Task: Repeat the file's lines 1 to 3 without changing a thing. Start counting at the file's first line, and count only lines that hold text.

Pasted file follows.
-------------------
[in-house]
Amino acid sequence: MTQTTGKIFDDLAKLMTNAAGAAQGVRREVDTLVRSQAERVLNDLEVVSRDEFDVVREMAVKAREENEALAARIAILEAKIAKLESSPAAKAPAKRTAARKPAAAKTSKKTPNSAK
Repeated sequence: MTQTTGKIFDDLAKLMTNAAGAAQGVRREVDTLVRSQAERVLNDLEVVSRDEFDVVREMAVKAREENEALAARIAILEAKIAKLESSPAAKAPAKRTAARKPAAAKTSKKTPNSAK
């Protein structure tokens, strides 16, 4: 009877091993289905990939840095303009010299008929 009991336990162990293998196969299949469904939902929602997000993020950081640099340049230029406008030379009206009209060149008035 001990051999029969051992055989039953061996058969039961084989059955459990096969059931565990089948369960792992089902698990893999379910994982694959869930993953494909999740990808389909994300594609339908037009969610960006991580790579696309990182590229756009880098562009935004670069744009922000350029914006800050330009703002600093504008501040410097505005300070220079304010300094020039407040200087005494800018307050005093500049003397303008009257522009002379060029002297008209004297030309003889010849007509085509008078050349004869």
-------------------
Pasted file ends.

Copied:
[in-house]
Amino acid sequence: MTQTTGKIFDDLAKLMTNAAGAAQGVRREVDTLVRSQAERVLNDLEVVSRDEFDVVREMAVKAREENEALAARIAILEAKIAKLESSPAAKAPAKRTAARKPAAAKTSKKTPNSAK
Repeated sequence: MTQTTGKIFDDLAKLMTNAAGAAQGVRREVDTLVRSQAERVLNDLEVVSRDEFDVVREMAVKAREENEALAARIAILEAKIAKLESSPAAKAPAKRTAARKPAAAKTSKKTPNSAK